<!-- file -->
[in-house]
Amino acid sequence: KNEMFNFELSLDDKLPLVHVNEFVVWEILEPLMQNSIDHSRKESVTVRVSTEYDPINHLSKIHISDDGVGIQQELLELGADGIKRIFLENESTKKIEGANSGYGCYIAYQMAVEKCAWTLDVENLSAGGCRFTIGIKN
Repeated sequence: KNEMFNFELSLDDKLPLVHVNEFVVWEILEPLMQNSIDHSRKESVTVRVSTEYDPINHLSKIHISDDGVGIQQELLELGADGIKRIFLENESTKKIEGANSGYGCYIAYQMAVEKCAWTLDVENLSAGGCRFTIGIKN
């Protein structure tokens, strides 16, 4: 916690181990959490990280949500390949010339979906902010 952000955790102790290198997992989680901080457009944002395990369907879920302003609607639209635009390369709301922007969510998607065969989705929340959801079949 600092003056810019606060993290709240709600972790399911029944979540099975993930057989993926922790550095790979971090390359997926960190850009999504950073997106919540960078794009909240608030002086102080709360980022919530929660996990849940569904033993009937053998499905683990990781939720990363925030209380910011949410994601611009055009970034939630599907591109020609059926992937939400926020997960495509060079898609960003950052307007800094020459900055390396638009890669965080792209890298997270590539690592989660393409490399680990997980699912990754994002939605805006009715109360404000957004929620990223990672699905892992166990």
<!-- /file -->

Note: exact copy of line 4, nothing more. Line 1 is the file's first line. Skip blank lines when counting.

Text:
């Protein structure tokens, strides 16, 4: 916690181990959490990280949500390949010339979906902010 952000955790102790290198997992989680901080457009944002395990369907879920302003609607639209635009390369709301922007969510998607065969989705929340959801079949 600092003056810019606060993290709240709600972790399911029944979540099975993930057989993926922790550095790979971090390359997926960190850009999504950073997106919540960078794009909240608030002086102080709360980022919530929660996990849940569904033993009937053998499905683990990781939720990363925030209380910011949410994601611009055009970034939630599907591109020609059926992937939400926020997960495509060079898609960003950052307007800094020459900055390396638009890669965080792209890298997270590539690592989660393409490399680990997980699912990754994002939605805006009715109360404000957004929620990223990672699905892992166990």